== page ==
U.S. Secretary of State John Kerry is calling on North Korea to shut down prison camps and other human rights abuses following a United Nations Commission of Inquiry into "widespread and systematic human rights violations." VOA State Department Correspondent Scott Stearns reports from the United Nations.
Video

Video US, Gulf Allies Strike Islamic State Militants in Syria

United States forces have carried out strikes against Islamic State or ISIL militant positions in Syria - the first time Western forces have taken action on Syrian soil. Five U.S. allies from the Gulf joined the military action. Local reports suggest dozens of militants were killed. The U.S. also carried out unilateral missile strikes against a Syria-based terror group which Washington says poses an imminent threat to the West. Henry Ridgwell reports from London.
Video

Video High Intensity Focused Ultrasound Used to Kill Cancer Tumor

There is a new way of killing certain cancer tumors that allows the patient to go home on the same day. Surgeons at the Keck Medical Center of the University of Southern California became the first doctors to use this procedure on a patient with the help of high intensity focused ultrasound, or HIFU, and new robotic technology. Elizabeth Lee reports from Los Angeles.
Video

Video USAID Provides $231 Million for Girls Education in Five Countries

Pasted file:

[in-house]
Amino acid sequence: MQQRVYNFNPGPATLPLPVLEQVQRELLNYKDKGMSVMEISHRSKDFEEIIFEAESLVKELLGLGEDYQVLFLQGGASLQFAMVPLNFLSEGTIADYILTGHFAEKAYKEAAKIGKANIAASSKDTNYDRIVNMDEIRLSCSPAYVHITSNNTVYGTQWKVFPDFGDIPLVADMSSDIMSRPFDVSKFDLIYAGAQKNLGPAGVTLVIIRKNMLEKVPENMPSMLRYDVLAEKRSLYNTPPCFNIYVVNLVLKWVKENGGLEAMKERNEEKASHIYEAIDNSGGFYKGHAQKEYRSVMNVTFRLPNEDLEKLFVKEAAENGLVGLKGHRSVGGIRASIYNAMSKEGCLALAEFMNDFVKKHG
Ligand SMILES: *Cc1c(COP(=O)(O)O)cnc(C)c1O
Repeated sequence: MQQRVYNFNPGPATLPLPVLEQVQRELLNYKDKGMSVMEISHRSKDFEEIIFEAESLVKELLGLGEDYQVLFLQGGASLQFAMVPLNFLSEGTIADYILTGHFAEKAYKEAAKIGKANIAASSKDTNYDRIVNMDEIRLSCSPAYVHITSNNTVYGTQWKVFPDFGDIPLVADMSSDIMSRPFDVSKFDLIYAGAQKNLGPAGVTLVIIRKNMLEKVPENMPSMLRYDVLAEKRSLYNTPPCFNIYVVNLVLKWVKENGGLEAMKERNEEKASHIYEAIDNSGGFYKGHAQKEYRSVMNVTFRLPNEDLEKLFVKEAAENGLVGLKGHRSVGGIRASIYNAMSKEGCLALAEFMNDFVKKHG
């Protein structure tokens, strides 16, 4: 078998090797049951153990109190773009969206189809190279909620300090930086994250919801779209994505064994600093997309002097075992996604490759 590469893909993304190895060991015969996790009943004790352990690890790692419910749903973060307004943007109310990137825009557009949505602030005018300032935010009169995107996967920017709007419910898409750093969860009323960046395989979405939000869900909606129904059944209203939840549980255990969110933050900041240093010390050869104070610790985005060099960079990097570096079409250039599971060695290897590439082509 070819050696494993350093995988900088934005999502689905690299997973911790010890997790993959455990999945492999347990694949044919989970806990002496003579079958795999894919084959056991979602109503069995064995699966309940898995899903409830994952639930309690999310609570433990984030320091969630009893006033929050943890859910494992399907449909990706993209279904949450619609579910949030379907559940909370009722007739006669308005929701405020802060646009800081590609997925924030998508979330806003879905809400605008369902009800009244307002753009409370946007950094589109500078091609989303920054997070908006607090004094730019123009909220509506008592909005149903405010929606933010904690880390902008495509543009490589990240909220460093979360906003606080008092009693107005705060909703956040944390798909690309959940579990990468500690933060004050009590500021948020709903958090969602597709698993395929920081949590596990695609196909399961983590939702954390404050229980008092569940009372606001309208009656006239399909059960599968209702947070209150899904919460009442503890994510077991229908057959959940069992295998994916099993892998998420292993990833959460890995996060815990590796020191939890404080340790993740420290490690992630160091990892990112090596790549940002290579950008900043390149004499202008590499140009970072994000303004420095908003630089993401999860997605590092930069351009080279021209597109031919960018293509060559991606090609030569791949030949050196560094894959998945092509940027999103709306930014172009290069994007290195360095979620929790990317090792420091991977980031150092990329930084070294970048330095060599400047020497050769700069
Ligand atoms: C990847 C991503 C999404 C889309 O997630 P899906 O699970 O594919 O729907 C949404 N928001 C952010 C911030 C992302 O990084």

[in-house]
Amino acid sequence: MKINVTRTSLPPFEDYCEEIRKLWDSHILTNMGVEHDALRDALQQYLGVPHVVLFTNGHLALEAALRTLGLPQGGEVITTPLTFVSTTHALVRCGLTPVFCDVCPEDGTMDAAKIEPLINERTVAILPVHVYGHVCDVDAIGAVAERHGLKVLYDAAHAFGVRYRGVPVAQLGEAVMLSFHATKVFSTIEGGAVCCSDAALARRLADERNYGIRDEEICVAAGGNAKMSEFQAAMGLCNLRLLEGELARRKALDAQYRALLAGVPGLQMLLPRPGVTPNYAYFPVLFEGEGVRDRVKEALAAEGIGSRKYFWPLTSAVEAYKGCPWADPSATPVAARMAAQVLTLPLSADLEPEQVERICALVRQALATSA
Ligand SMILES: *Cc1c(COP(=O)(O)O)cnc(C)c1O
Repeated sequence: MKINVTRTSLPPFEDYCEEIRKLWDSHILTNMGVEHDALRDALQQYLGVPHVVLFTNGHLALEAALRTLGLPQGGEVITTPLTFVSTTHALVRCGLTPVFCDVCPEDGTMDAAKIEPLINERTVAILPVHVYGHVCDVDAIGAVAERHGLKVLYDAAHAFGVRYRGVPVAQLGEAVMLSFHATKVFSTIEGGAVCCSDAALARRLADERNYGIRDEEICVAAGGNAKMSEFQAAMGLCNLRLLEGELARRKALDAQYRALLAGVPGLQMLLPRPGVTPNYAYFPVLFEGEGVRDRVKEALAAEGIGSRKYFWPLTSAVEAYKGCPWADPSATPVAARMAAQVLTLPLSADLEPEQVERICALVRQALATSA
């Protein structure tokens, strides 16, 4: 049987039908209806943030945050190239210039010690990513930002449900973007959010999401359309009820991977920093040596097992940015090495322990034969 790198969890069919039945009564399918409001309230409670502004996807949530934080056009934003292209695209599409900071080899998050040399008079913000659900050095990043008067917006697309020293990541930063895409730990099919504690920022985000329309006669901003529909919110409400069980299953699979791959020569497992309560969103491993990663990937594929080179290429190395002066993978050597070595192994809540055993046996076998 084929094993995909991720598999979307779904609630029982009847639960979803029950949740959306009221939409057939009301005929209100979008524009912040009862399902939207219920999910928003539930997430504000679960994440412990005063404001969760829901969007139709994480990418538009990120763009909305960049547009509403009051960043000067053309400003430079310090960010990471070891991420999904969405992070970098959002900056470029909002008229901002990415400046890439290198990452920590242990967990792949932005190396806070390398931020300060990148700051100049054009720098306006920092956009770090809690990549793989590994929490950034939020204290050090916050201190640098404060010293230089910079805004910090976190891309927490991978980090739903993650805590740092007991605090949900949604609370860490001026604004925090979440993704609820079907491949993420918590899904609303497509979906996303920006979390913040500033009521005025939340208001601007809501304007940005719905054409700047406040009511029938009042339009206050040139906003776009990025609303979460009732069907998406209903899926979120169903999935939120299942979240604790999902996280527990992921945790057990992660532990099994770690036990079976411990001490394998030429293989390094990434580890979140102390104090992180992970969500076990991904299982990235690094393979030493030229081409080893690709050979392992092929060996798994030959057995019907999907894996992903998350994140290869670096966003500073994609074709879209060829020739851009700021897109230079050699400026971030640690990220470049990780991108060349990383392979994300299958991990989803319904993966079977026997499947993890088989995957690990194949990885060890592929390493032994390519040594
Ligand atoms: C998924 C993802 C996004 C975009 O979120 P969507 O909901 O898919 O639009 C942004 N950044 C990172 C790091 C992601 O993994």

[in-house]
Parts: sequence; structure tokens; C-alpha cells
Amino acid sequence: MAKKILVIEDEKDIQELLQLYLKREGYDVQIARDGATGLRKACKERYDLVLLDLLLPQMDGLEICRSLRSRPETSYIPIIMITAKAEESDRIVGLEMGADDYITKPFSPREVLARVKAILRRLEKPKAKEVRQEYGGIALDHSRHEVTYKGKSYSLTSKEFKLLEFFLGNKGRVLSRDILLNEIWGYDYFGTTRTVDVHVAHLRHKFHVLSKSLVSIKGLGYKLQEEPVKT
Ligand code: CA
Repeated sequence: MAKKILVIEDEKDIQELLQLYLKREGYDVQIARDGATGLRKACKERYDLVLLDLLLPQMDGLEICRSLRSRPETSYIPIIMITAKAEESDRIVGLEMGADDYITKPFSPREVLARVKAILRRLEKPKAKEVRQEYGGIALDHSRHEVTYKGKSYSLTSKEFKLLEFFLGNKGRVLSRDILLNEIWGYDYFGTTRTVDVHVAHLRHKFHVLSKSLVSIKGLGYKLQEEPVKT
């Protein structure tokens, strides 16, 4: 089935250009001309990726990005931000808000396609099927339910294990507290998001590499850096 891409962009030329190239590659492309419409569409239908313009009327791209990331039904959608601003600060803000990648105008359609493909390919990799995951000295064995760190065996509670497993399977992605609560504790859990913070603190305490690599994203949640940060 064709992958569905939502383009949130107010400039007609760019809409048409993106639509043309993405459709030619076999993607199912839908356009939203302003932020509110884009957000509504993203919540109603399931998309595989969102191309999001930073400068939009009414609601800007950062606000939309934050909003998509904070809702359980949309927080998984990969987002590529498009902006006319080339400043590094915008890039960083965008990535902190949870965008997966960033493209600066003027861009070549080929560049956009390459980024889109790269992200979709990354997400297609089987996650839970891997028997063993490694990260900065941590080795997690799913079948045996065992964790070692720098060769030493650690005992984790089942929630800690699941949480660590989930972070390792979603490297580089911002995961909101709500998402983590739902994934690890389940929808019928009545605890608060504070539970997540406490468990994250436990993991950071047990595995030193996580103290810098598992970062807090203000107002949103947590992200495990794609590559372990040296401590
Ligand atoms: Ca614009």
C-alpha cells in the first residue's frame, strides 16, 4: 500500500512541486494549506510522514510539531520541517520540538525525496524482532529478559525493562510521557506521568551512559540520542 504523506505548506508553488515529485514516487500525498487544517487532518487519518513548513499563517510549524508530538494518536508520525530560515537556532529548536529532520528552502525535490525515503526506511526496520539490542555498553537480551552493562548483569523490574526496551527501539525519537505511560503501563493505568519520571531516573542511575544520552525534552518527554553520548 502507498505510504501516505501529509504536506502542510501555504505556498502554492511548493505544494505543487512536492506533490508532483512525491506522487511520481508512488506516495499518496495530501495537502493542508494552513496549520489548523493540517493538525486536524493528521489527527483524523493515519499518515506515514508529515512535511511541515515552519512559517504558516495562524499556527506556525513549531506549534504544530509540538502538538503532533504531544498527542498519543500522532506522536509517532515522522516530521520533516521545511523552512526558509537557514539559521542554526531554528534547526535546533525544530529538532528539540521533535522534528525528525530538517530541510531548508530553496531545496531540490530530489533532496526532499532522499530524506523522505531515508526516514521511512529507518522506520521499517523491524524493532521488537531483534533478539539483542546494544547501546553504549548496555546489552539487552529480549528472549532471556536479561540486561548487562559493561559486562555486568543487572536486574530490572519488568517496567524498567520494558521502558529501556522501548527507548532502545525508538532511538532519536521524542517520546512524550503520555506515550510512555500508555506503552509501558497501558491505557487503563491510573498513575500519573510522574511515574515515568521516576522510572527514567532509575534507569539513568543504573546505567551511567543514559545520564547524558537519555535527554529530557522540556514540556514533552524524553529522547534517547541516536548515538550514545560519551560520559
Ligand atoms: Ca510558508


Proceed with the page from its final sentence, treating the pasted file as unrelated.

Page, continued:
Hollywood stars Alicia Keys, Jennifer Garner and 30 others have voiced their support for a U.S.-backed initiative called "Let Girls Learn." The $231 million program, funded by the U.S. Agency for International Development, is aimed at ensuring public and quality education for girls worldwide. As VOA's Mariama Diallo reports, this new program will focus on five countries in Africa, South Asia, Latin America and the Middle East.
Video

Video UN: Relocation of Bedouins in Israel Weakens Two-state Solution

Rural Bedouins living in disputed lands east of Jerusalem could soon find themselves forcibly relocated. VOA's Sharon Behn reports from Jerusalem that while Israel defends the move as in the Bedouins’ best interests, the United Nations says the plan threatens the survival of the two-state solution with Palestinians.
Video

Video NASA’s MAVEN Probe Enters Mars Orbit

NASA’s newest Mars probe, called MAVEN, has successfully entered its designated orbit around the Red Planet. Scientists will use its sophisticated instruments to try to learn what happened to the atmosphere Mars had a few billion years ago. VOA’s George Putic has more.
Video

Video Prolonged Drought Plagues SW Oklahoma Farmers